Patient reported that she had no foot pain with wearing heels for 4 hours at a wedding, although she does still have some minor occasional foot pain. Patient reported that her back pain was doing much better, but she had not been as compliant with repeated lumbar extension HEP. Performed IASTM again to bilateral calves and plantar surfaces of feet. Patient was instructed to be more compliant with repeated lumbar extension HEP and to trial running.
Patient reported that her back feels better than it has in years. Patient reported that she has no pain in her feet with walking but developed pain after only 20 seconds of running. IASTM was performed to bilateral calves and plantar surfaces of feet. Mobility band was used to provide overpressure with active hip IR and ER to improve active motion. Patient was instructed to trial elliptical.
Patient reported that she had no back or abdominal pain since last treatment session and no foot pain when wearing heels for 3 hours. Patient reported that she had been more compliant with her repeated lumbar extensions. Patient stated that she did the elliptical for 20 minutes then developed some numbness in toes, but it dissipated with active toe flexion. Patient reported that she did have some foot cramping after spin class and with her normal toe exercises in the clinic and at home. IASTM was again performed to bilateral calves and plantar surfaces of feet. Patient was instructed to try repeated lumbar extensions before spin class to see if it altered the foot cramping. Patient also instructed to bring her running shoes to the clinic.
Patient reported that she did repeated lumbar extensions before and after spin class, which resulted in no foot cramping. Noted patient's running shoes had excessive wear on lateral heel and shoes were very flexible. Patient was instructed to purchase more stable running shoes. Performed IASTM to bilateral calves and plantar surfaces of feet.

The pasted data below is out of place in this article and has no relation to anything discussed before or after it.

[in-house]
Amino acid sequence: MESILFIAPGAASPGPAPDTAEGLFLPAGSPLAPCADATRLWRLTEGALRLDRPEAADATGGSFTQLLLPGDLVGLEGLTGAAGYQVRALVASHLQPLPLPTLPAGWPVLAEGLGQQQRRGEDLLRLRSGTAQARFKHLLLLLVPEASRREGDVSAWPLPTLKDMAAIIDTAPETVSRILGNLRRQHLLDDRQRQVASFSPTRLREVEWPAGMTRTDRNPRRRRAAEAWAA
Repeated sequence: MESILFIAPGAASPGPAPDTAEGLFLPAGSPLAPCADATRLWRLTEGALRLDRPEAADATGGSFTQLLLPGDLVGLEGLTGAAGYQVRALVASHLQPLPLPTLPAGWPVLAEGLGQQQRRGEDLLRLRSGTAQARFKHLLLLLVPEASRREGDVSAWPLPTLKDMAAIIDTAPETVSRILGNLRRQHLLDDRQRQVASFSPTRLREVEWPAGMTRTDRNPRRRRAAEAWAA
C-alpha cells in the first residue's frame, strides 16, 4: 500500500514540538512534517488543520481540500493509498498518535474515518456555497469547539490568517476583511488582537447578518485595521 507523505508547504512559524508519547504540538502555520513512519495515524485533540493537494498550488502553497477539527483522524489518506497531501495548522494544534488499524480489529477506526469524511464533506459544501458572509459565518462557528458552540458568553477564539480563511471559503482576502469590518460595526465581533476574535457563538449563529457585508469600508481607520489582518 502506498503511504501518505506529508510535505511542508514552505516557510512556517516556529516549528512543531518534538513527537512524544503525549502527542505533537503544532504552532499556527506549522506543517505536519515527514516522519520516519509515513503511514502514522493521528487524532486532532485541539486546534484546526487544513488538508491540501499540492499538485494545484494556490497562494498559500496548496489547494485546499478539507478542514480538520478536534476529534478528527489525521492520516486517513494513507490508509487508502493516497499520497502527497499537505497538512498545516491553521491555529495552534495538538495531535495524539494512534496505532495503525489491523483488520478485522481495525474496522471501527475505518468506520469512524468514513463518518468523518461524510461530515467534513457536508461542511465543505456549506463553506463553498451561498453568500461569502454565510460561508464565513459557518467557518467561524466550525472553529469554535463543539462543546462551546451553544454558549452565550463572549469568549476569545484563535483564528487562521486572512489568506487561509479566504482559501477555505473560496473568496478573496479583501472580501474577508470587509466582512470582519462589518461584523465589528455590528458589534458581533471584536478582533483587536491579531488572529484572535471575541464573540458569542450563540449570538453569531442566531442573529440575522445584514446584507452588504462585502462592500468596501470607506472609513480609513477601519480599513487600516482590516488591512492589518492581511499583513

Patient reported she hiked over the weekend on some mountains and her feet are a little sore as a result. Patient's new running shoes are more stable. Patient instructed to try walking extended distances in new shoes. IASTM was again performed to bilat calves and plantar surfaces of feet.
Patient reported that she was able to run 10 minutes pain-free in her new shoes. Patient reported that she still fatigues with her foot intrinsic strengthening exercises. Performed IASTM to bilat posterior calves and plantar surfaces of feet in addition to AP mobs to bilat talocrural joints.
Patient reported that she is wearing heels a lot at work with no problems and that her back and hip feel good with the repeated lumbar extensions. IASTM was performed on bilat calves and plantar surfaces of feet. Analyzed running form on treadmill and noted excessive hip ext on R, decreased arm swing on L, excessive hip rotation on R, and increased vertical displacement. Patient was instructed to soften steps in order to decrease vertical displacement and stabilize hips.
Patient reported that her feet feel great as she can run 20 minutes pain-free. Patient stated that she had no problems returning to her normal workout. HEP was administered with progression of hip motor control exercises and foot intrinsic strengthening. Patient also instructed to continue with standing lumbar extensions prophylactically.